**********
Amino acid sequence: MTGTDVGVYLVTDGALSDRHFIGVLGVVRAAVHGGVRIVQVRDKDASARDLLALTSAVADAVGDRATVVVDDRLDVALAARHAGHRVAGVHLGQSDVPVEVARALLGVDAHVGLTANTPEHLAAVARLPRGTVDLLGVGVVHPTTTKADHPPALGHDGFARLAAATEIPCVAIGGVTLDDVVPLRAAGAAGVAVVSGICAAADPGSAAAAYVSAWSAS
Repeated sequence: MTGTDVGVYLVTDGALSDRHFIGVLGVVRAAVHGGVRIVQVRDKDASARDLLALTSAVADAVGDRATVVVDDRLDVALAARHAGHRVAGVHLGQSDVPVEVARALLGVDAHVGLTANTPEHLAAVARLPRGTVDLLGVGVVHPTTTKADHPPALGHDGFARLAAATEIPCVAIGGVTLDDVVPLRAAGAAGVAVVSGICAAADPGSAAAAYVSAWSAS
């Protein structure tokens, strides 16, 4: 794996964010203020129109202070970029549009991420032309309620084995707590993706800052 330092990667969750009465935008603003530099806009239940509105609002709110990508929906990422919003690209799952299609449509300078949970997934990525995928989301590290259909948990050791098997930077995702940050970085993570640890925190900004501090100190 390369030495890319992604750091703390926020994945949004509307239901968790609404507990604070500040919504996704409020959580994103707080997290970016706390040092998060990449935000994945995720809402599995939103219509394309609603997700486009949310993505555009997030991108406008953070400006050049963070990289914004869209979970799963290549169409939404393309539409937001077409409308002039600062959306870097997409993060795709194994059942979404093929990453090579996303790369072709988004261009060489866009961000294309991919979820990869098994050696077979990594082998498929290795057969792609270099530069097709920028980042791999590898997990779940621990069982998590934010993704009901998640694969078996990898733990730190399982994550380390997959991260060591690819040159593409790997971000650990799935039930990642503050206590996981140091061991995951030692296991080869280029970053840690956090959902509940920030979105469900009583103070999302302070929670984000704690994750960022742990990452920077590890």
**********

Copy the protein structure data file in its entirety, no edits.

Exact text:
Amino acid sequence: MTGTDVGVYLVTDGALSDRHFIGVLGVVRAAVHGGVRIVQVRDKDASARDLLALTSAVADAVGDRATVVVDDRLDVALAARHAGHRVAGVHLGQSDVPVEVARALLGVDAHVGLTANTPEHLAAVARLPRGTVDLLGVGVVHPTTTKADHPPALGHDGFARLAAATEIPCVAIGGVTLDDVVPLRAAGAAGVAVVSGICAAADPGSAAAAYVSAWSAS
Repeated sequence: MTGTDVGVYLVTDGALSDRHFIGVLGVVRAAVHGGVRIVQVRDKDASARDLLALTSAVADAVGDRATVVVDDRLDVALAARHAGHRVAGVHLGQSDVPVEVARALLGVDAHVGLTANTPEHLAAVARLPRGTVDLLGVGVVHPTTTKADHPPALGHDGFARLAAATEIPCVAIGGVTLDDVVPLRAAGAAGVAVVSGICAAADPGSAAAAYVSAWSAS
């Protein structure tokens, strides 16, 4: 794996964010203020129109202070970029549009991420032309309620084995707590993706800052 330092990667969750009465935008603003530099806009239940509105609002709110990508929906990422919003690209799952299609449509300078949970997934990525995928989301590290259909948990050791098997930077995702940050970085993570640890925190900004501090100190 390369030495890319992604750091703390926020994945949004509307239901968790609404507990604070500040919504996704409020959580994103707080997290970016706390040092998060990449935000994945995720809402599995939103219509394309609603997700486009949310993505555009997030991108406008953070400006050049963070990289914004869209979970799963290549169409939404393309539409937001077409409308002039600062959306870097997409993060795709194994059942979404093929990453090579996303790369072709988004261009060489866009961000294309991919979820990869098994050696077979990594082998498929290795057969792609270099530069097709920028980042791999590898997990779940621990069982998590934010993704009901998640694969078996990898733990730190399982994550380390997959991260060591690819040159593409790997971000650990799935039930990642503050206590996981140091061991995951030692296991080869280029970053840690956090959902509940920030979105469900009583103070999302302070929670984000704690994750960022742990990452920077590890």